The Maoist-dom­i­nated Con­stituent Assem­bly elected in 2008 failed to con­clude the con­sti­tu­tion-writ­ing process within the orig­i­nal two-year dead­line due to dif­fer­ences on the is­sue of the fed­eral struc­ture. Af­ter four ex­ten­sions in as many years, the Assem­bly was sus­pended and a new one was elected in Novem­ber 2013 that brought the NC and the UML to power.

Af­ter the deadly earth­quakes on April 25 and May 12, 2015 that killed more than 8,700 peo­ple and left mil­lions with­out proper homes re­duc­ing them to liv­ing in tents, Nepal's ma­jor po­lit­i­cal par­ties de­cided to meet to con­clude the char­ter-writ­ing process and sign a 16-point deal on June 8, 2015. The ur­gency to do so was the re­sult of mount­ing pres­sure on law­mak­ers and Prime Min­is­ter Sushil Koirala. The peo­ple and in­ter­na­tional donors were de­mand­ing to con­clude the process and to fo­cus on the re­lief and re­build­ing ef­forts as bil­lions of dol­lars in aid money had been promised.

Ac­cord­ing to crit­ics, the po­lit­i­cal elite has taken un­due ad­van­tage of the dis­as­ter to in­clude re­gres­sive pro­vi­sions in the con­sti­tu­tion aimed at curb­ing the rights of women and marginal­iz­ing groups, in­clud­ing Dal­its. Law­mak­ers are plan­ning to pro­mul­gate the new con­sti­tu­tion by Au­gust 2015.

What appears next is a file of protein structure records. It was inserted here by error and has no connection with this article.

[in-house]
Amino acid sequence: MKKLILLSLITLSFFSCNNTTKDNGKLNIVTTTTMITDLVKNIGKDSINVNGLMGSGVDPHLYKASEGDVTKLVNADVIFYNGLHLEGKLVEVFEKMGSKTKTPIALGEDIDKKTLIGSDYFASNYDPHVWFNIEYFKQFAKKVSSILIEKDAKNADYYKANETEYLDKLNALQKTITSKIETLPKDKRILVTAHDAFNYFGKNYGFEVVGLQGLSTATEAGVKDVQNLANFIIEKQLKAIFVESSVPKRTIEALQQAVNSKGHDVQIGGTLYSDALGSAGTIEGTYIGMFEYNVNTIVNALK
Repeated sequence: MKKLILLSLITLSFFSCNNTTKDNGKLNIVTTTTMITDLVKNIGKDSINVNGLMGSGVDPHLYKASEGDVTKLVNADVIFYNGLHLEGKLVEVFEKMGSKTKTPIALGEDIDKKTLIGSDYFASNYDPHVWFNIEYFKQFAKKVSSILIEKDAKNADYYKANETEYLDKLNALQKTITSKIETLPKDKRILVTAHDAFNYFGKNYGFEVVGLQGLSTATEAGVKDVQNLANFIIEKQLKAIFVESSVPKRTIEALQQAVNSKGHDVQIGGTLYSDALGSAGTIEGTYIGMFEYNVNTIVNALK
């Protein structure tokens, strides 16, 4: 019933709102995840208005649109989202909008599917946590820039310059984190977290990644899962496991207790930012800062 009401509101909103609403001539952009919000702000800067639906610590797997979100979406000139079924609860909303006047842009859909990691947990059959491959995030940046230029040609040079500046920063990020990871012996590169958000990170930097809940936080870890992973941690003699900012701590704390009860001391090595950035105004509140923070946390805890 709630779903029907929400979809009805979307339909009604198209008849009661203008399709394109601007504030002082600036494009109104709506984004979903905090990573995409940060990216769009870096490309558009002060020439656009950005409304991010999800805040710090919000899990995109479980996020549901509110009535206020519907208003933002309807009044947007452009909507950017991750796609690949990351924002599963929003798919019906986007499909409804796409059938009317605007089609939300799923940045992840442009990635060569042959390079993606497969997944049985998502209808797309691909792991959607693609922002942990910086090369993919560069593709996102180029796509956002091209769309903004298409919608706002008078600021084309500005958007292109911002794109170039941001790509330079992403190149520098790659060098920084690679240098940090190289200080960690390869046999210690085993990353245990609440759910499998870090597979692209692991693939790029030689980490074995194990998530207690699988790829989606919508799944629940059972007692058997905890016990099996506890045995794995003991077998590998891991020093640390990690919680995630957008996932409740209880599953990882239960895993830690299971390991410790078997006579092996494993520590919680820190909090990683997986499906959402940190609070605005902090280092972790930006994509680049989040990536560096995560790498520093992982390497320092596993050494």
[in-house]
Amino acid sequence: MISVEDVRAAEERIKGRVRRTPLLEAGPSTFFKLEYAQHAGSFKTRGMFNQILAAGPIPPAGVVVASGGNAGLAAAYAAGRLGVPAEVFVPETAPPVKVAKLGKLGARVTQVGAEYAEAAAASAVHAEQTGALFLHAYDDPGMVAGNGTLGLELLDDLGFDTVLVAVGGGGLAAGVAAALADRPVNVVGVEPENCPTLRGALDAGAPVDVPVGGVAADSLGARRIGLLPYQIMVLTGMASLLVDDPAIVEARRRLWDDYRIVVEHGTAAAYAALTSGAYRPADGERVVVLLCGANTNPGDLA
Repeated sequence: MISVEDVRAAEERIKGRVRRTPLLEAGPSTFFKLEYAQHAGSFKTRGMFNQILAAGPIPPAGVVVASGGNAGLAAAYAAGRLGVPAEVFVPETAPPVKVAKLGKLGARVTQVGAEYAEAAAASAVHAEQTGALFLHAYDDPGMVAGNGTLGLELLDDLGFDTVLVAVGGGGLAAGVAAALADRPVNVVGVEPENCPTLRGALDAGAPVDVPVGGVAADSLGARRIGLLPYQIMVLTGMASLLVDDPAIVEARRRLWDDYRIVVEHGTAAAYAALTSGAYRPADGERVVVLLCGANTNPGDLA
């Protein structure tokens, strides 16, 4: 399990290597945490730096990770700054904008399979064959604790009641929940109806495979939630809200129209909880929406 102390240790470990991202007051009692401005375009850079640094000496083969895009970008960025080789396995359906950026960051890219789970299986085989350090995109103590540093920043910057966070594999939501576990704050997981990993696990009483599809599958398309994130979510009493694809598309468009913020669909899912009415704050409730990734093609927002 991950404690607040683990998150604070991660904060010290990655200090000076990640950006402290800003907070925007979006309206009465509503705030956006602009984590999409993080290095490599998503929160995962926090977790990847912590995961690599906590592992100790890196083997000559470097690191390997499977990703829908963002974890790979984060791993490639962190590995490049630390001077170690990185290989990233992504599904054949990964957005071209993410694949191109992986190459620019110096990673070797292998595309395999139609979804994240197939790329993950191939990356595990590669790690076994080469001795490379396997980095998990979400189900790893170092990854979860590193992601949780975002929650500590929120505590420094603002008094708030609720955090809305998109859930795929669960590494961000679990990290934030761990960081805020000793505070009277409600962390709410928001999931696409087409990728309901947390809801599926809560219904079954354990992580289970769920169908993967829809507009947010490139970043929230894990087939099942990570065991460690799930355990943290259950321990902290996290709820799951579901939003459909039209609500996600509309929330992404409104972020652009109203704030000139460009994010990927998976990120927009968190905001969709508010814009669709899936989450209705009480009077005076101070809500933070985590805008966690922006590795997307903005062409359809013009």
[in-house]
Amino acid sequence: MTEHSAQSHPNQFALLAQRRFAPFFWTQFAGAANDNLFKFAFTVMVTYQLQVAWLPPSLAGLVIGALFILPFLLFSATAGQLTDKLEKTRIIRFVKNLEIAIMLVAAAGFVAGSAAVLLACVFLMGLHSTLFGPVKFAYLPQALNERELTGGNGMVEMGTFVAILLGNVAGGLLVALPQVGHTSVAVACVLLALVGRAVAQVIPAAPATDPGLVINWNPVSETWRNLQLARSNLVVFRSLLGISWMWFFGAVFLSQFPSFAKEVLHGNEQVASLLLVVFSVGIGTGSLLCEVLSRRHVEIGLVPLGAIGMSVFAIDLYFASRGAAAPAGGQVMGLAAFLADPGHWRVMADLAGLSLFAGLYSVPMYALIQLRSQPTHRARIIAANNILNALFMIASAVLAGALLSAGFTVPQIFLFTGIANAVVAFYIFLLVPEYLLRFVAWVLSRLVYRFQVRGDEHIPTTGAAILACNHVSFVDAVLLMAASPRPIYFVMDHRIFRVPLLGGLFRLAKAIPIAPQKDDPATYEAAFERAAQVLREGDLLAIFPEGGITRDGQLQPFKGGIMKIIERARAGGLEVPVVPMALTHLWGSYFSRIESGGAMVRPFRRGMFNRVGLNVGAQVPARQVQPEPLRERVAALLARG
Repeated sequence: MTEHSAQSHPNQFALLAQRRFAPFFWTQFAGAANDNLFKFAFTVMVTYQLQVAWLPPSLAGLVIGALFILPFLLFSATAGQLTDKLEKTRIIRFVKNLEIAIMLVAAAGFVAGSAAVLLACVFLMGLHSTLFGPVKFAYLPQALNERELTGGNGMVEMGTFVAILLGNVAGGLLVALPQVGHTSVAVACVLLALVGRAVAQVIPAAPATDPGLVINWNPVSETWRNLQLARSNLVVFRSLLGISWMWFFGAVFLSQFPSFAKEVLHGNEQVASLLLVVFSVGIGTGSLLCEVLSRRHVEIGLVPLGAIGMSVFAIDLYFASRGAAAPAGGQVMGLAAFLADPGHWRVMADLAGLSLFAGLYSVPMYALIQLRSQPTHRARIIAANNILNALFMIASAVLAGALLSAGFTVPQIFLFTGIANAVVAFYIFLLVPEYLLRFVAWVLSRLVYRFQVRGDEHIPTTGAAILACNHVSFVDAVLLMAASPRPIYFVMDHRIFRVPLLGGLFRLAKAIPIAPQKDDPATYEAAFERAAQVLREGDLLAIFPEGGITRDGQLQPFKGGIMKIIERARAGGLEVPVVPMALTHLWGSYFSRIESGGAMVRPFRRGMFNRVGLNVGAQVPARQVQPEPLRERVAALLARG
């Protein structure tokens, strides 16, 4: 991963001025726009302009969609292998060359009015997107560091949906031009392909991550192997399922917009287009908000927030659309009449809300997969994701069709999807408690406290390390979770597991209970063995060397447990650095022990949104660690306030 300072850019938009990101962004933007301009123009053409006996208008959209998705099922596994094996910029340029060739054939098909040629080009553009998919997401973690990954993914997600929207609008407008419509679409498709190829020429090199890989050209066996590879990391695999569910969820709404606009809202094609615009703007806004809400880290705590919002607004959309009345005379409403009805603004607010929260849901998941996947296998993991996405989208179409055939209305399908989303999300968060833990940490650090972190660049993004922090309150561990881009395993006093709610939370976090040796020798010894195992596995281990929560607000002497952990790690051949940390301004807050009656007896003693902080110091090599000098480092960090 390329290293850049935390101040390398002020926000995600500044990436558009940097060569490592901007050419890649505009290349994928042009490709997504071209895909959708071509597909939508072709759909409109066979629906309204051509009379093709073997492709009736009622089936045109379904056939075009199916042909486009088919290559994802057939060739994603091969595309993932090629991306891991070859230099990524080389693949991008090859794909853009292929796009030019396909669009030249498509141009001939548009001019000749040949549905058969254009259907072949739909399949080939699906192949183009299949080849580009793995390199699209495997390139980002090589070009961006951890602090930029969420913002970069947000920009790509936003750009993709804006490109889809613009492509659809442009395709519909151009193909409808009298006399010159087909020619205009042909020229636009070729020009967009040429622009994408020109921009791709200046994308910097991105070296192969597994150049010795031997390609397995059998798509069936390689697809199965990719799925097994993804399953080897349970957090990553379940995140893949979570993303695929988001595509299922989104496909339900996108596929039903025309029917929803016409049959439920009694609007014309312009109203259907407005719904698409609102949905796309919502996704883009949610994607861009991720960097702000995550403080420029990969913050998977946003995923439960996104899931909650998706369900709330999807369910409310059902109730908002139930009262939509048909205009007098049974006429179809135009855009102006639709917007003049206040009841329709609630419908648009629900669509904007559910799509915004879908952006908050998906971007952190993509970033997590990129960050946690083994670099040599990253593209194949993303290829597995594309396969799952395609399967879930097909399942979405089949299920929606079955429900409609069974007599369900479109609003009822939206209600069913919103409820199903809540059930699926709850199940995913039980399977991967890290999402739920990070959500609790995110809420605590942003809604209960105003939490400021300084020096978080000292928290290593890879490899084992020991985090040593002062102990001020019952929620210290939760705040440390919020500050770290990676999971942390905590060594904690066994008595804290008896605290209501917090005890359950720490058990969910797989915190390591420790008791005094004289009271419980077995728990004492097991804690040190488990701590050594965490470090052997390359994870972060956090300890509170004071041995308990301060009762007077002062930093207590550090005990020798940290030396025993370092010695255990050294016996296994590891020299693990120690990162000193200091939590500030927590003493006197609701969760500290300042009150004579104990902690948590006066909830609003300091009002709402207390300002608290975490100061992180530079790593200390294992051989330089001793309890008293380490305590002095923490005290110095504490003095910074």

The pre­lim­i­nary draft of the con­sti­tu­tion was tabled on June 30, 2015. The gov­ern­ment now in­tends to pro­ceed with it de­spite the fact that the apex court has ques­tioned its

le­gal­ity. The Supreme Court termed the agree­ment un­con­sti­tu­tional and is­sued a stay or­der against it, cit­ing an in­terim char­ter that calls for law­mak­ers to re­struc­ture the state com­pre­hen­sively be­fore ap­prov­ing a new con­sti­tu­tion and dis­solv­ing the con­stituent assem­bly.